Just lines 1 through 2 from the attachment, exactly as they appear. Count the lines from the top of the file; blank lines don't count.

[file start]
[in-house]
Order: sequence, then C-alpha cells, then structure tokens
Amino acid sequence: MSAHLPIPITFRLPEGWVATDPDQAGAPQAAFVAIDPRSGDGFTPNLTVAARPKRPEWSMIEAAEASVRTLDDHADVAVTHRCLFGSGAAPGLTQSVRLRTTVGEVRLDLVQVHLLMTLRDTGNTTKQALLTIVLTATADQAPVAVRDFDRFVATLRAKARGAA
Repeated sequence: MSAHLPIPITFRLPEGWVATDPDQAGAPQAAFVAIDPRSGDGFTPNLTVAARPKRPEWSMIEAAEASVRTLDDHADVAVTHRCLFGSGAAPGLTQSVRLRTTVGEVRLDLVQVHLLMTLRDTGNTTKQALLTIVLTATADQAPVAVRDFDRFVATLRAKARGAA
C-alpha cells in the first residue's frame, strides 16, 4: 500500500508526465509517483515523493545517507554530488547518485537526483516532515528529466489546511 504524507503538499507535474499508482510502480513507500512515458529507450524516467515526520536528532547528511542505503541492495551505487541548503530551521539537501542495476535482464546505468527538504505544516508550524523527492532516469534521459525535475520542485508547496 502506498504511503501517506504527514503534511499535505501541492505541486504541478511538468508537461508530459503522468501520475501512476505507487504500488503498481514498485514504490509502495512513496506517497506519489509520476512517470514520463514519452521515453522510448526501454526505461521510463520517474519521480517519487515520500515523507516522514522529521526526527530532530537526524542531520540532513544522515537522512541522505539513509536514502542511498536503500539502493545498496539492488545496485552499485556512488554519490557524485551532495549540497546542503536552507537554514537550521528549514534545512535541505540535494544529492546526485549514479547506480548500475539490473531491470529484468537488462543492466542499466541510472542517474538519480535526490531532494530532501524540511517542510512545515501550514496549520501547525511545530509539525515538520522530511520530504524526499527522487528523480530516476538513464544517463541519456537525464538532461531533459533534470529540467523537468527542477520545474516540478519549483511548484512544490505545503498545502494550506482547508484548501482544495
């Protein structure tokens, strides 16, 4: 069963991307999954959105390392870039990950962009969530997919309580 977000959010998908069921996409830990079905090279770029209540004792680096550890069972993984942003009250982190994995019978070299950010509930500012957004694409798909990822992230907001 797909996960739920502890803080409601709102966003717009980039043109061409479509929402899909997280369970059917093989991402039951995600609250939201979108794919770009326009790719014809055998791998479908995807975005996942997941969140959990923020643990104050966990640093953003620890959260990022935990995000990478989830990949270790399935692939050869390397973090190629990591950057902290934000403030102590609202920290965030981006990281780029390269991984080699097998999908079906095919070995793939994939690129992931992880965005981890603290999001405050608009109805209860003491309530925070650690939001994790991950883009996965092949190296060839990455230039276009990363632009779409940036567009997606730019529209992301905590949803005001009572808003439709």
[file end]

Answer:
[in-house]
Order: sequence, then C-alpha cells, then structure tokens